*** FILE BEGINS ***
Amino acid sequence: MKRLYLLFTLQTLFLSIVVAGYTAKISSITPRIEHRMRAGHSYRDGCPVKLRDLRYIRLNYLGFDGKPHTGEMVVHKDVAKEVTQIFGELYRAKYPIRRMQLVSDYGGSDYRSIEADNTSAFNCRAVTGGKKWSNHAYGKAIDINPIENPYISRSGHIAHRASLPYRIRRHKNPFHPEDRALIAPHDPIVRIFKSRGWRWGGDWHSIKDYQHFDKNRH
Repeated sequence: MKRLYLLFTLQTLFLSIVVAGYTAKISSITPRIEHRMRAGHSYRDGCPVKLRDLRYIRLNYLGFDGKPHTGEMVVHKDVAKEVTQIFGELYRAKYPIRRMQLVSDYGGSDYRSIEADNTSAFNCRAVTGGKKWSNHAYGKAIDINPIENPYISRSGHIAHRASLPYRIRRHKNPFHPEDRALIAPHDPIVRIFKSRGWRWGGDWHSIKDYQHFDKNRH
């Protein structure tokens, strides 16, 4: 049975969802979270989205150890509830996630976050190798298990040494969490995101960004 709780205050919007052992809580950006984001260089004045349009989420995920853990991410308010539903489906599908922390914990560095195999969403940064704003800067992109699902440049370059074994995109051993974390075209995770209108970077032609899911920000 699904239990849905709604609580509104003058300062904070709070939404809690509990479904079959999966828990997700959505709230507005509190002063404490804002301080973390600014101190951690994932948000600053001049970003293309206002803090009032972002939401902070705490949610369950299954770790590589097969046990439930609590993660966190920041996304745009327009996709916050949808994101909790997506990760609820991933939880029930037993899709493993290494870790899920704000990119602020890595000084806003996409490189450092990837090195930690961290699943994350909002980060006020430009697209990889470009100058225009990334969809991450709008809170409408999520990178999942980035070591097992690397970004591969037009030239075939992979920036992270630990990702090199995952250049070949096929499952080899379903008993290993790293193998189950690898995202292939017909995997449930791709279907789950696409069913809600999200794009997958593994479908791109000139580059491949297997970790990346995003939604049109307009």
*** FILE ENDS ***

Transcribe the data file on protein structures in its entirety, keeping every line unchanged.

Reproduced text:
Amino acid sequence: MKRLYLLFTLQTLFLSIVVAGYTAKISSITPRIEHRMRAGHSYRDGCPVKLRDLRYIRLNYLGFDGKPHTGEMVVHKDVAKEVTQIFGELYRAKYPIRRMQLVSDYGGSDYRSIEADNTSAFNCRAVTGGKKWSNHAYGKAIDINPIENPYISRSGHIAHRASLPYRIRRHKNPFHPEDRALIAPHDPIVRIFKSRGWRWGGDWHSIKDYQHFDKNRH
Repeated sequence: MKRLYLLFTLQTLFLSIVVAGYTAKISSITPRIEHRMRAGHSYRDGCPVKLRDLRYIRLNYLGFDGKPHTGEMVVHKDVAKEVTQIFGELYRAKYPIRRMQLVSDYGGSDYRSIEADNTSAFNCRAVTGGKKWSNHAYGKAIDINPIENPYISRSGHIAHRASLPYRIRRHKNPFHPEDRALIAPHDPIVRIFKSRGWRWGGDWHSIKDYQHFDKNRH
């Protein structure tokens, strides 16, 4: 049975969802979270989205150890509830996630976050190798298990040494969490995101960004 709780205050919007052992809580950006984001260089004045349009989420995920853990991410308010539903489906599908922390914990560095195999969403940064704003800067992109699902440049370059074994995109051993974390075209995770209108970077032609899911920000 699904239990849905709604609580509104003058300062904070709070939404809690509990479904079959999966828990997700959505709230507005509190002063404490804002301080973390600014101190951690994932948000600053001049970003293309206002803090009032972002939401902070705490949610369950299954770790590589097969046990439930609590993660966190920041996304745009327009996709916050949808994101909790997506990760609820991933939880029930037993899709493993290494870790899920704000990119602020890595000084806003996409490189450092990837090195930690961290699943994350909002980060006020430009697209990889470009100058225009990334969809991450709008809170409408999520990178999942980035070591097992690397970004591969037009030239075939992979920036992270630990990702090199995952250049070949096929499952080899379903008993290993790293193998189950690898995202292939017909995997449930791709279907789950696409069913809600999200794009997958593994479908791109000139580059491949297997970790990346995003939604049109307009």